BRANDON — “The Magic Flute” is Mozart’s fairy tale opera — though it has some subtly serious undertones — and fledgling Barn Opera’s production turned it into a bedtime story for children and adults. In fact, all the characters were dressed in pajamas.
Still, there was nothing childish about the high quality of singing at Friday’s opening night performance at Brandon Town Hall. It was repeated Saturday.
In founder and Artistic Director Joshua Collier’s version, a grandfather tries to convince his young grandsons of the value of opera, by delivering the Shikenader-Mozart tale as a bedtime story. Although it was a bit funky, it largely worked.
“The Magic Flute” uniquely was written for the vaudeville stage rather than the formal opera house. The tale is of the handsome Prince Tamino who, at the behest of the Queen of the Night, attempts to rescue her daughter, the beautiful Princess Pamina, from the wizard Sirastro. But joined by the hapless bird catcher Papageno, Tamino soon finds that not all is as it seems.
It’s an imaginative and witty adventure and everyone — well, almost everyone — lives happily ever after.
The Barn Opera production was minimal, and the singing was excellent. Making it all work was pianist Claire Black, who delivered the orchestra part with clarity and flair.
Scott Ballantine delivered a stellar performance as Papageno, the real star of the opera. Not only did Ballantine use his light attractive baritone with skill and nuance, he imbued it with charm and wit. And his Papageno was at once terribly funny and deeply sympathetic.
Jessica Jane Jacobs was also most sympathetic as Pamina. Although she overpowered the lines a couple of times with her brilliant soprano, her performance was beautiful and could be deeply moving. In the thankless role of the much too earnest to even like Tamino, Spencer Viator sang beautifully, with his beautiful and expressive tenor.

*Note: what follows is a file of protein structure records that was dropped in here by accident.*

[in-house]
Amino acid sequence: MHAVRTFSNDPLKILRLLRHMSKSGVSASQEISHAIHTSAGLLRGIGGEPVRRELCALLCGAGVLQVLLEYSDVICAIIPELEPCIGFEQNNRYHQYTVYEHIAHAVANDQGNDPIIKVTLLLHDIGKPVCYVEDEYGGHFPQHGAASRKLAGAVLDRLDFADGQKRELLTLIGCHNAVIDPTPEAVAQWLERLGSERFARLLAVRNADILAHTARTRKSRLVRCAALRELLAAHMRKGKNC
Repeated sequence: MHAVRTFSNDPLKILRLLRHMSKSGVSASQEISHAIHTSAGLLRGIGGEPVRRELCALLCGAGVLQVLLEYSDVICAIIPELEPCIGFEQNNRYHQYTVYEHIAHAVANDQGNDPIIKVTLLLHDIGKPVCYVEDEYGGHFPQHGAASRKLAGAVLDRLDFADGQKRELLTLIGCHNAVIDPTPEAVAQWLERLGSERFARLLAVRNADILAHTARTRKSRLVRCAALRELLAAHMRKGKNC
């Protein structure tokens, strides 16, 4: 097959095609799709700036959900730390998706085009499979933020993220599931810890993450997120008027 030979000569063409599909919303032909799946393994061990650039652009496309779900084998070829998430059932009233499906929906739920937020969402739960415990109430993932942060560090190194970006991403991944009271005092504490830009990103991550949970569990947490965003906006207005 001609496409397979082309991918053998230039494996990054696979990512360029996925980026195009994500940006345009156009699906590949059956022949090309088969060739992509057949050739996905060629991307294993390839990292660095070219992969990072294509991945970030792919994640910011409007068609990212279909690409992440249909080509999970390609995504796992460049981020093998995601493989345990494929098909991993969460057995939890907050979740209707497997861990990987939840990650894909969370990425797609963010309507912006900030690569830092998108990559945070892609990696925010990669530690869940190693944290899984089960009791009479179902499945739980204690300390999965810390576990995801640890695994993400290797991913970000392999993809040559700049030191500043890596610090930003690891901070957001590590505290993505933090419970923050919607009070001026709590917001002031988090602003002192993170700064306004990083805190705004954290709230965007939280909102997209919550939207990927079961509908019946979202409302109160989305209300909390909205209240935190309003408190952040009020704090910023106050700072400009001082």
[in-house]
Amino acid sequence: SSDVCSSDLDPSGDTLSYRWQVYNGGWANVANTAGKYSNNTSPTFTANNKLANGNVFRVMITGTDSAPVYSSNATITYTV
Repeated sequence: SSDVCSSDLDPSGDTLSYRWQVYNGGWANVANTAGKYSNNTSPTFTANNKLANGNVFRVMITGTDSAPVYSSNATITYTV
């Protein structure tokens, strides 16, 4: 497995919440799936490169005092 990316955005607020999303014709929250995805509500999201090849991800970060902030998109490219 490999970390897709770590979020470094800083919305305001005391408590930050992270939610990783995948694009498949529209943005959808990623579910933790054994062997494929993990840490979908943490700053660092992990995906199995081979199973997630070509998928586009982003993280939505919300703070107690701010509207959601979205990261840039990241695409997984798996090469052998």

Soprano Heather Bobeck, though ill at the time, delivered most of the Queen of the Night’s vocal fire — and vocal pyrotechnics — quite convincingly. (This role is as terrifying for the singer as it is supposed to be for the audience.) Luke Scott had real presence as Sirastro as only a real bass can, while tenor D.J. Tetrault was most entertaining as the lusty Monastatos.
Casey Corvino, Evangelia Leontis and Joelle Lachance were delicious as the Three Ladies who do the Queen of the Night’s biddings. Soprano Andrea Wozniak was charming both theatrically and vocally as Papageno’s love interest, Papagena.
While most of the singers were visitors to Vermont, three did their state proud. Grace Lane, Emma Greenwood and Isabella Dunn, high school students and members of Sarah Cullins’ Youth Opera Workshop of Vermont, as the Three Spirits, sang and acted at a level that felt seamless among their professional brethren.
The youngest element of the production was provided by students from Brandon’s Neshobe Elementary School who performed charmingly as animals of the forest, as well as two boys enjoying the story.
Theatrically, the Barn Opera production was more aspiration than success. “The Magic Flute” is of a larger scope than anything previously attempted by the small company, so technical glitches abounded. Still, the mix of the brilliance of the opera and the high quality of the performances made everything work.
Given the quality of Friday’s performance and the breadth of its audience, Barn Opera makes the point that opera is for just about everyone. It’s real community opera.